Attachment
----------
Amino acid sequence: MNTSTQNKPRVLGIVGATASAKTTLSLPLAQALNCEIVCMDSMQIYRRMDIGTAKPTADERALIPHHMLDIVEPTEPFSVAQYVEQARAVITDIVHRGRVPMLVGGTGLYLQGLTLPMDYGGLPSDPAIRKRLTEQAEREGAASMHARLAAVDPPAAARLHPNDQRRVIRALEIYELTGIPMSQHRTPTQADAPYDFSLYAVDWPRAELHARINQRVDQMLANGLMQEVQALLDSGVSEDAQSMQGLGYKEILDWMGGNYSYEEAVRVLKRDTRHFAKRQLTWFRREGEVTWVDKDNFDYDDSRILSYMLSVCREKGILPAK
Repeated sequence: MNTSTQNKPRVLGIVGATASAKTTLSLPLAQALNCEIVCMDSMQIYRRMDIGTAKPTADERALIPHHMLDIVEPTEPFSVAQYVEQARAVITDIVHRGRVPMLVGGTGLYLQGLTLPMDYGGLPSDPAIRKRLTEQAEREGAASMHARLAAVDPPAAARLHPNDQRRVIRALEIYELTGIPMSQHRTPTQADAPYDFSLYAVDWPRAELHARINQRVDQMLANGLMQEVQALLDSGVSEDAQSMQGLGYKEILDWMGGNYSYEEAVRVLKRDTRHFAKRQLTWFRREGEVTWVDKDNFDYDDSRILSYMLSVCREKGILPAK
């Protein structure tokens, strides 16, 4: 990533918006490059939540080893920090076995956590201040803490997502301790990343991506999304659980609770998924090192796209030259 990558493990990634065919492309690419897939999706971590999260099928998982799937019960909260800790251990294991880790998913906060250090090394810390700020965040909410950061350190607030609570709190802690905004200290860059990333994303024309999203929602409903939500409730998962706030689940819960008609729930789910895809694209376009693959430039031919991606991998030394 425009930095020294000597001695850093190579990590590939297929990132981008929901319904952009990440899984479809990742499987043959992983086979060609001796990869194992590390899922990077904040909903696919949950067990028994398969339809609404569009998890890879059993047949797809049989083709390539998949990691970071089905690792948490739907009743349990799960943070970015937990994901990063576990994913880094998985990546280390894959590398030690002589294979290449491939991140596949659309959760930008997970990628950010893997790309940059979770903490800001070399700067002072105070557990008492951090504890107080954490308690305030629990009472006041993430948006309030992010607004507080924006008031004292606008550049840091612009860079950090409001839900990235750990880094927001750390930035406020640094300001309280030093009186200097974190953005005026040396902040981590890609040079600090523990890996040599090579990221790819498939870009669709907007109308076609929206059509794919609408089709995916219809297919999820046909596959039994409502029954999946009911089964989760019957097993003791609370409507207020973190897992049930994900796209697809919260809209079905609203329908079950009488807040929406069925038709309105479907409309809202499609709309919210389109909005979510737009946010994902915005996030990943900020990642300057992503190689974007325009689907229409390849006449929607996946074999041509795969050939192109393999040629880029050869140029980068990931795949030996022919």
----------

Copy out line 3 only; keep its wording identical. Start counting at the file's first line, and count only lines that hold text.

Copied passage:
């Protein structure tokens, strides 16, 4: 990533918006490059939540080893920090076995956590201040803490997502301790990343991506999304659980609770998924090192796209030259 990558493990990634065919492309690419897939999706971590999260099928998982799937019960909260800790251990294991880790998913906060250090090394810390700020965040909410950061350190607030609570709190802690905004200290860059990333994303024309999203929602409903939500409730998962706030689940819960008609729930789910895809694209376009693959430039031919991606991998030394 425009930095020294000597001695850093190579990590590939297929990132981008929901319904952009990440899984479809990742499987043959992983086979060609001796990869194992590390899922990077904040909903696919949950067990028994398969339809609404569009998890890879059993047949797809049989083709390539998949990691970071089905690792948490739907009743349990799960943070970015937990994901990063576990994913880094998985990546280390894959590398030690002589294979290449491939991140596949659309959760930008997970990628950010893997790309940059979770903490800001070399700067002072105070557990008492951090504890107080954490308690305030629990009472006041993430948006309030992010607004507080924006008031004292606008550049840091612009860079950090409001839900990235750990880094927001750390930035406020640094300001309280030093009186200097974190953005005026040396902040981590890609040079600090523990890996040599090579990221790819498939870009669709907007109308076609929206059509794919609408089709995916219809297919999820046909596959039994409502029954999946009911089964989760019957097993003791609370409507207020973190897992049930994900796209697809919260809209079905609203329908079950009488807040929406069925038709309105479907409309809202499609709309919210389109909005979510737009946010994902915005996030990943900020990642300057992503190689974007325009689907229409390849006449929607996946074999041509795969050939192109393999040629880029050869140029980068990931795949030996022919």